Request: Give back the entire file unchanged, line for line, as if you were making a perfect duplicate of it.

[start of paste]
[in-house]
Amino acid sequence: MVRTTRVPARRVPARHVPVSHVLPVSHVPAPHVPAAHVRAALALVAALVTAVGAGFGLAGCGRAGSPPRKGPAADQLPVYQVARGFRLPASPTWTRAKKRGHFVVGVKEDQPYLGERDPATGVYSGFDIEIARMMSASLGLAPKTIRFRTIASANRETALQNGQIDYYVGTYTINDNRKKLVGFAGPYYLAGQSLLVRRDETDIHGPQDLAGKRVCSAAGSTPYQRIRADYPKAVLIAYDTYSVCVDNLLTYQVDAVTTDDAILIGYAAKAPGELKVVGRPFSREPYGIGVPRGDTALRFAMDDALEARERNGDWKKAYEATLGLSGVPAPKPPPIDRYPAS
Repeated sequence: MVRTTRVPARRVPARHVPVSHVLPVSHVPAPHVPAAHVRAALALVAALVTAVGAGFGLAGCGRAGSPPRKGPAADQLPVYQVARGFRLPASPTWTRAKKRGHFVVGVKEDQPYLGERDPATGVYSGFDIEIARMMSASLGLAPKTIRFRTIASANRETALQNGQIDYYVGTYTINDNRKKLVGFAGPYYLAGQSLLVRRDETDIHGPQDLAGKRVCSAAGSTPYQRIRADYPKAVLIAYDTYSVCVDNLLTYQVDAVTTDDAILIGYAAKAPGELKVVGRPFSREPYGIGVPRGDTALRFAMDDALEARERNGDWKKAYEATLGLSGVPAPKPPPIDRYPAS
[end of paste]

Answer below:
[in-house]
Amino acid sequence: MVRTTRVPARRVPARHVPVSHVLPVSHVPAPHVPAAHVRAALALVAALVTAVGAGFGLAGCGRAGSPPRKGPAADQLPVYQVARGFRLPASPTWTRAKKRGHFVVGVKEDQPYLGERDPATGVYSGFDIEIARMMSASLGLAPKTIRFRTIASANRETALQNGQIDYYVGTYTINDNRKKLVGFAGPYYLAGQSLLVRRDETDIHGPQDLAGKRVCSAAGSTPYQRIRADYPKAVLIAYDTYSVCVDNLLTYQVDAVTTDDAILIGYAAKAPGELKVVGRPFSREPYGIGVPRGDTALRFAMDDALEARERNGDWKKAYEATLGLSGVPAPKPPPIDRYPAS
Repeated sequence: MVRTTRVPARRVPARHVPVSHVLPVSHVPAPHVPAAHVRAALALVAALVTAVGAGFGLAGCGRAGSPPRKGPAADQLPVYQVARGFRLPASPTWTRAKKRGHFVVGVKEDQPYLGERDPATGVYSGFDIEIARMMSASLGLAPKTIRFRTIASANRETALQNGQIDYYVGTYTINDNRKKLVGFAGPYYLAGQSLLVRRDETDIHGPQDLAGKRVCSAAGSTPYQRIRADYPKAVLIAYDTYSVCVDNLLTYQVDAVTTDDAILIGYAAKAPGELKVVGRPFSREPYGIGVPRGDTALRFAMDDALEARERNGDWKKAYEATLGLSGVPAPKPPPIDRYPAS